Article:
Performance monitoring and anomalies

Tech bloggers (myself included) tend to like writing about big issues, with massive impact, company’s reputation (or in extreme cases even very existence) at stake, etc. This adds dramatism to the story (and as an added bonus, helps us feel more important). I think it can also lead to a certain bias, making the IT community believe that only major issues matter. Whenever you spot a relatively harmless anomaly and try to find out more about it on a DBA forum, “is there an actual problem you’re trying to solve” is a very likely response. And if you honestly answer “not really”, you can expect a lecture on “obsessive tuning disorder” and a suggestion to stick to a simple principle, “ain’t broken don’t fix it”. I think this mentality was initially a sound reaction to some inquisitive minds trying to solve non-issues and occasionally creating issues out of nothing instead. When taking too far, however, this attitude becomes dangerous. Anomalies are important even without an immediate impact. Sometimes they are important even without any impact at all. In this post, I’d like to illustrate it with an example.

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Memory fragmentation via inode cache growth

In my last blog post I covered some details of our recent battle with memory fragmentation problems on an OL6 server (Exadata compute node). It was mostly focused around page cache growth which was the main scenario. However, in addition to that, there was also a secondary scenario that had a completely different mechanism, and I will describe it in this post.

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Memory fragmentation via buffered file I/O

Last year I’ve spent quite some time tackling various memory fragmentation issues on an Exadata cluster (I’ve described some of my experiences here and here). In the end, everything was resolved, and the symptoms went away, but only to come back in a different form a few months later. First we had a minor episode months ago — some applications experienced timeouts when trying to connect, and there was a massive spike in Load Average metric with hundreds of processes in the “D” state stuck on rtnetlink_rcv and rtnl_lock. Then everything became stable again, until a few weeks ago, when the same symptoms came back, but the impact became much more severe, with node evictions, reboots and failovers causing serious disruption for the application.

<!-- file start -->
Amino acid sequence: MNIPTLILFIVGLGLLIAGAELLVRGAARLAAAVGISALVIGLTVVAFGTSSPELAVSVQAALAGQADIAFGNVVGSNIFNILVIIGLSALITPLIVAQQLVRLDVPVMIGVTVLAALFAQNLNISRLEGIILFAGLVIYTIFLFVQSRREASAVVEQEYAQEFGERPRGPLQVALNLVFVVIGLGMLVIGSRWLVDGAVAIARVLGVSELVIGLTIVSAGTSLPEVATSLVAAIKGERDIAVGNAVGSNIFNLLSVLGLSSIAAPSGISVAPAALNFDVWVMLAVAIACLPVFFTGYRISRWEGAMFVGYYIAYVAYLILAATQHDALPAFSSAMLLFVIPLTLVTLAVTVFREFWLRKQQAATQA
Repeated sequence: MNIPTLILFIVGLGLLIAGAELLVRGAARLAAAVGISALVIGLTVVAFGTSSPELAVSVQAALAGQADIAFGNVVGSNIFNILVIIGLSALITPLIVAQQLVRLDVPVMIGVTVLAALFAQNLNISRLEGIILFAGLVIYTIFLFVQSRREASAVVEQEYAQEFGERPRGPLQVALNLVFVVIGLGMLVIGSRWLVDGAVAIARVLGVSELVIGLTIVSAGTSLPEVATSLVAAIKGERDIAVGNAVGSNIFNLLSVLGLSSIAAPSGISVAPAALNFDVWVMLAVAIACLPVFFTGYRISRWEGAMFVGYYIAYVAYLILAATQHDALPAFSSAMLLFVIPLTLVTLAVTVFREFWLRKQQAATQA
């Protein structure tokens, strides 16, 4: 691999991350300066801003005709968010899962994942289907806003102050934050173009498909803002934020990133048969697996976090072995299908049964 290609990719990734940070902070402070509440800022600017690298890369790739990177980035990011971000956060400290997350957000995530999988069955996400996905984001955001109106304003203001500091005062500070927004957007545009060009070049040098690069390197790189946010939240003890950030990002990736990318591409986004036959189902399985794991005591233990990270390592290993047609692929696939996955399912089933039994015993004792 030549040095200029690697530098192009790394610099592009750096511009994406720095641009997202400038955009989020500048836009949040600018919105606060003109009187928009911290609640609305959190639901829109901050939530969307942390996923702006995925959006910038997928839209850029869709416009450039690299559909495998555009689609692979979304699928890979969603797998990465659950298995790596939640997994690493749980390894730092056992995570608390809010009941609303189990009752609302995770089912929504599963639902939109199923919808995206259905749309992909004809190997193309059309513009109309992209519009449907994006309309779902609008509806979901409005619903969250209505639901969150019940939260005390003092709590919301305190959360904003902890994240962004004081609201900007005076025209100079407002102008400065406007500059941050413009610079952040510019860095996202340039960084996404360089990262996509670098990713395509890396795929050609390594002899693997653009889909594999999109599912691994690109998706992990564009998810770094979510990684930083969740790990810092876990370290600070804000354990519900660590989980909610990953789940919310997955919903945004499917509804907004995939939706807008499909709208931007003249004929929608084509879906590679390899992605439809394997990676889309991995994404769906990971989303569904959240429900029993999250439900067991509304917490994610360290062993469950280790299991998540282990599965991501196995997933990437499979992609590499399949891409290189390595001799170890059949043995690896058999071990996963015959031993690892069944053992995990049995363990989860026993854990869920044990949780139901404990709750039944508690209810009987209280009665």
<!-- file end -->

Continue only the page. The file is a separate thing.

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Installing R shiny server on OCI compute instance (always free tier)

Introduction

Oracle Compute Infrastructure (OCI) is the next generation cloud platform run by Oracle. Like some of its competitors, Oracle offers an always free tier where you can access a range of cloud products and services without having to pay anything ever. And while you will need to provide credit card information to prove that you are not a bot, it will not going to be charged unless you explicitly upgrade to a paid account.

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Slow insert values with array binding after JDBC upgrade to 19c

A very brief note to alert the community of a nasty JDBC bug affecting INSERT performance. It was noticed by our Java developers after upgrading their JDBC driver 11.2.0.3.0 to version 19.3.0.0.190416DBRU. They were inserting data in batches of 5,000 rows at a time, 250,000 total, and the time to process the entire batch went up from 16 to 102 minutes.

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Offloading regex parsing using external table preprocessors

Loading data from flat files into an Oracle database is a very common task. Oracle’s implementation of external tables is fantastic, and in many cases it simplifies the job to such a degree that the developer is left with very little to do: just write a “create table” statement with a few additional details about the file’s structure and that’s pretty much it. Even if the information in the file is not in a simple format (like comma-separated or tab-delimited), this doesn’t make things much more complicated, as you can e.g. load the raw text and then use regex functions to process it.

So I’ve been using this feature in a broad variety of situations (some of them I covered in this blog, e.g. here), and one problem that I occasionally incur is that performance isn’t always great. For example, here is the DDL of what I use to parse listener log files: